Plants rely on vibrating screens for a variety of duties such as separating, sifting, sorting, dewatering and classifying. Some vibrating screens, if designed properly — i.e., with a full range of adjustments, even can serve as feeders. Today’s devices generally boast higher efficiency, lower energy consumption and better reliability than traditional ones, thanks to improved design techniques and accumulated knowledge and know-how. However, success in an application still depends upon proper selection of screens, vibrating mechanisms and auxiliaries.
Many chemical processes require control of the size characteristics of a feed material. The vibrating screen is the most widely used device to split a feed of particulate materials into different grades of coarse and fine materials. Depending upon the degree of material separation and classification required by an application, designs may include two or three decks. In many units, oversize material goes to size reduction equipment for processing to an acceptable size. Even the most efficient vibrating screen will retain some undersize material.
Design, Sizing And Selection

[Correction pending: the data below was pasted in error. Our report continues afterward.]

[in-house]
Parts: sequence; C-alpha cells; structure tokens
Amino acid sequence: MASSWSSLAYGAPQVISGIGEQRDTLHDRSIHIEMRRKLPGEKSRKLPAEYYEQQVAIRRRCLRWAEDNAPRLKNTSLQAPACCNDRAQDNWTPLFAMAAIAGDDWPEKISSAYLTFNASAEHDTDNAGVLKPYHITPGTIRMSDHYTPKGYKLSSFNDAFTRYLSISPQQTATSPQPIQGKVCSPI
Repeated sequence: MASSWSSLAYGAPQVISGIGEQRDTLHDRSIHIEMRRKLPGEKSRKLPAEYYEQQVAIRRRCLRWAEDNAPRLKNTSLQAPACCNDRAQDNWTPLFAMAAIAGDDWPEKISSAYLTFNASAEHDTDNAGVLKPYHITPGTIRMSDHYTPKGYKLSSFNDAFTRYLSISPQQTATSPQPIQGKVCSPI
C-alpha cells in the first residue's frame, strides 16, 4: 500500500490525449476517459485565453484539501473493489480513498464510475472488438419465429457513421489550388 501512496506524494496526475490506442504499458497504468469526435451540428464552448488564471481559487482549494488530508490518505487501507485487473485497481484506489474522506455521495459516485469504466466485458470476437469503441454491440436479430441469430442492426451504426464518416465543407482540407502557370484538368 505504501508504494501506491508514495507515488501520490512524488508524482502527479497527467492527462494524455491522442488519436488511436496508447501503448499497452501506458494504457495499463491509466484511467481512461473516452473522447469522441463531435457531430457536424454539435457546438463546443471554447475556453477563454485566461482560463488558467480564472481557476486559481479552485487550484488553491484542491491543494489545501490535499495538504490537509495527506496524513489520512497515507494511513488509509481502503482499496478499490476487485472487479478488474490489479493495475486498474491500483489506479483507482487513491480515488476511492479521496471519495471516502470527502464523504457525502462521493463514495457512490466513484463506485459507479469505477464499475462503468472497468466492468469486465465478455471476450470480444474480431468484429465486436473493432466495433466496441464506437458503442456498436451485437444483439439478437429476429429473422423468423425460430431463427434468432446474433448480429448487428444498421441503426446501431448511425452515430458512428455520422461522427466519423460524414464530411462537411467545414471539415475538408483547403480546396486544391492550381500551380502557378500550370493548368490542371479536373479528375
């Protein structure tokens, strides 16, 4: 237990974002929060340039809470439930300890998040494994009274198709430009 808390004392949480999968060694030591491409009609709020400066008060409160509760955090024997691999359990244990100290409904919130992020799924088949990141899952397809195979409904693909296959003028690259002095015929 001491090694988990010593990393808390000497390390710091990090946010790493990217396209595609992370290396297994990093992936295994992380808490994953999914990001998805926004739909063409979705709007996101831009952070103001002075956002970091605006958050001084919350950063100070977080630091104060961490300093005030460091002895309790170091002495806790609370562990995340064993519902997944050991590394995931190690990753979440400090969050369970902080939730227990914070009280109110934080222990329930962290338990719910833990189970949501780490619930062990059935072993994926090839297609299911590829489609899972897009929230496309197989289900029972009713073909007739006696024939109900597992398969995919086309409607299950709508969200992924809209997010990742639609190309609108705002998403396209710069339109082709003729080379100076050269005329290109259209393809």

A vibrating screen consists of many different components, e.g., a frame, vibrating mechanism, springs, screen deck(s), liners, etc. Six factors — width, length, screen inclination angle, vibration frequency, vibration amplitude and vibration pattern — are important in the design and operation of vibrating screens. Two parameters — capacity and efficiency — usually define the performance of any vibrating screen. These performance parameters aren’t independent; efficiency usually varies inversely with capacity. The screen capacity closely relates to the width. The screen length mainly affects the screening efficiency; the efficiency generally increases with length. The efficiency also depends, to a lesser degree, on the inclination angle, with efficiency declining as the angle gets steeper.